I puzzle over Stats, and still don’t understand the code… as far as I can see, from trying to do surreptitious checks when I think Word Press isn’t watching, followers don’t show up in Stats – or do they?  And how does someone have 5,000 views and 18,000 followers… I don’t get it. But since I never deciphered  algebra, geometry, logarithms, or even simple arithmetic  at school, it’s not surprising that the intricacies of technology elude me.

I learn that the first blogger was a student writing from Swarthmore College – a Quaker establishment – in 1994, but that blogging really took off in the late 1990’s. I also learn that there’s a whole vocabulary around different types of blogging now, and that in some countries it’s banned or that bloggers have to be registered. Google tells me that Tim O’Reilly, the founder of O’Reilly Media and a supporter of the free software and open source movements, suggested a Blogger’s Code of Conduct.

He and others came up with a list of seven ideas which included: taking responsibility not just for your own words, but for the comments you allow on your blog; lowering your tolerance level for abusive comments; considering eliminating anonymous comments; ignoring the trolls… and if you know someone who is behaving badly, tell them so; don’t say anything online that you wouldn’t say to the person.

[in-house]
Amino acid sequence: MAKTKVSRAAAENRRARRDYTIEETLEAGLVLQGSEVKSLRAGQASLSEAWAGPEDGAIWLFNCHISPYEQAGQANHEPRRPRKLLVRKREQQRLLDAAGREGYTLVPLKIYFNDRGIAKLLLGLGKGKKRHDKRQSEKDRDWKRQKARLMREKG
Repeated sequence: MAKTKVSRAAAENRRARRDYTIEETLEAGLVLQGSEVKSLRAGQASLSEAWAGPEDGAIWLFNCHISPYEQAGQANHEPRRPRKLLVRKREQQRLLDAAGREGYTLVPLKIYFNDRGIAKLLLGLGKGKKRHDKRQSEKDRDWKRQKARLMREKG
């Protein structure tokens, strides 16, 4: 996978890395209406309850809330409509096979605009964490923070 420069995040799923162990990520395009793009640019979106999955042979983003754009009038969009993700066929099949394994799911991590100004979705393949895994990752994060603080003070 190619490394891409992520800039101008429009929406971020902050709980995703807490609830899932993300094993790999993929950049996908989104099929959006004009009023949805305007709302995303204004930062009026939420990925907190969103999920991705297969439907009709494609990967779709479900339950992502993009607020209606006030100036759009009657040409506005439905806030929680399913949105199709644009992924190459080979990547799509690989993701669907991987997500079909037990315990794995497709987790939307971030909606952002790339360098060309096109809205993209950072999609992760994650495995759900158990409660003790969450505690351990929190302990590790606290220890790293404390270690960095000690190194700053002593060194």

My experience of blogging has meant that bloggers practise far more than this basic list of protocols. They share kindness, encouragement, and friendship, they support each other, share helpful information, even love each other, and this sort of community is what makes blogging the experience it is. Investigating blogging has surprised me – apparently more men than women blog – I’d have thought it the other way around – 60 per cent to 40 per cent. Word Press alone has 42,000,000 bloggers – thank you for remembering my anniversary, chaps – and 500,000 posts daily, with 400,000 daily comments – wow.

Blogging is more than this though. In my experience, I’ve become a better writer, without the fear of sub-editors changing my copy, or readers clobbering me. I dare to be true to myself. I constantly learn from other people’s blogs, and this stimulation, I find, is improving my memory, plus the research involved in checking my facts. This means I’m feeling more creative too, and have such a sense of fulfilment every time I press Publish, and then the fun begins and the conversations take off.